World Connection WC023
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Sara Tavares lives in the cultural melting pot of Lisbon. She is of Cape Verdean descent and like many other migrants from Africa, lives the tension of a mixed-up cultural identity. Just like anyone else living in voluntarily exile, there is an inner urge to return to or discover the original roots on the one hand and to accept the newly found culture on the other. In everyday life, the mixed cultural environment means that all expatriates have to communicate with their chosen new friends even though they speak different languages. The outcome here is a new language, an eclectic mix of at least Portuguese, Angolan, English and Cape Verdean creole. With the various roots and languages come of course their connected musical backgrounds and styles. However, as in all countries where cultures mix and match, the original inhabitants -- here the Portuguese -- reserve their thoughts on the new culture in the streets.

On the album Balance, Sara Tavares combines all the influences and languages with surprising ease as she expresses her newly minted cultural self. Instead of repeating old Cape Verdean styles, Sara uses all the musical influences she is exposed to in Lisboa every day. The result is a fresh, easy-going collection of songs. The lyrics meander through various languages and form a potpourri of sounds. Sara's voice is soft, light and warm. Rhythms follow the same influences from African to Brazilian, Reggae to Rumba, Samba to almost Pop.

On three tracks, the singer invites a guest singer. On "Poka Terra", one of the musically most interesting tracks in a plentitude of styles, this is Melo D. A reggae-fied foundation on "Planeta Sukri" has Boy Ge Mendes add a sweet voice. Fadista Ana Moura features on the last track "De Nua". All three guests add their own particular flavour to the sound and feeling of the songs. Tavares, who produced the CD as well, exhibits remarkable talent to make all tracks on Balance come off equally strong and coherent. Don't think easy listening. Many numbers sports multiple layers of either lyrics, rhythms or quotes and references to other songs and music.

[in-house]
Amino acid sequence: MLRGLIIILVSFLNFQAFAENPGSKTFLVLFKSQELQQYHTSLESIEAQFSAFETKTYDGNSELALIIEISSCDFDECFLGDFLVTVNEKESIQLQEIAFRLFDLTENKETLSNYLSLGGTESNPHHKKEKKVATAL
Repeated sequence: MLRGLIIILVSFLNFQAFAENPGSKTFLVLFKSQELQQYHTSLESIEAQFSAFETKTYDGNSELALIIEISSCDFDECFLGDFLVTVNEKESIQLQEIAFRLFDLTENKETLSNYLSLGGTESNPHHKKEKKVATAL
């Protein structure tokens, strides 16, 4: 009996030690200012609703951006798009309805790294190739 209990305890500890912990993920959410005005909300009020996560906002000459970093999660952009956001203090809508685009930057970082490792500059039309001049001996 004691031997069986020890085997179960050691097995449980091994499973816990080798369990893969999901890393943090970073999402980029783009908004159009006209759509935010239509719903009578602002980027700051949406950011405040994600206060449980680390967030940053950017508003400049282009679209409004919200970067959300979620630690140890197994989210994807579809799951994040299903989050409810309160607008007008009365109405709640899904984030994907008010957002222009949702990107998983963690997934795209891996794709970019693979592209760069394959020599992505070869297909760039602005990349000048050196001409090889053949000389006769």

Sara Tavares knows though how to keep things small and close to her. She avoids to go over the top in her compositions and her CD is one of those rare little gems at the end of some intrepid musical sampling. Africa, Europe and all that lies between and around comes together on Balance without barriers. If that's possible in music, let's pray it'll be possible as well in geo politics and international dealings.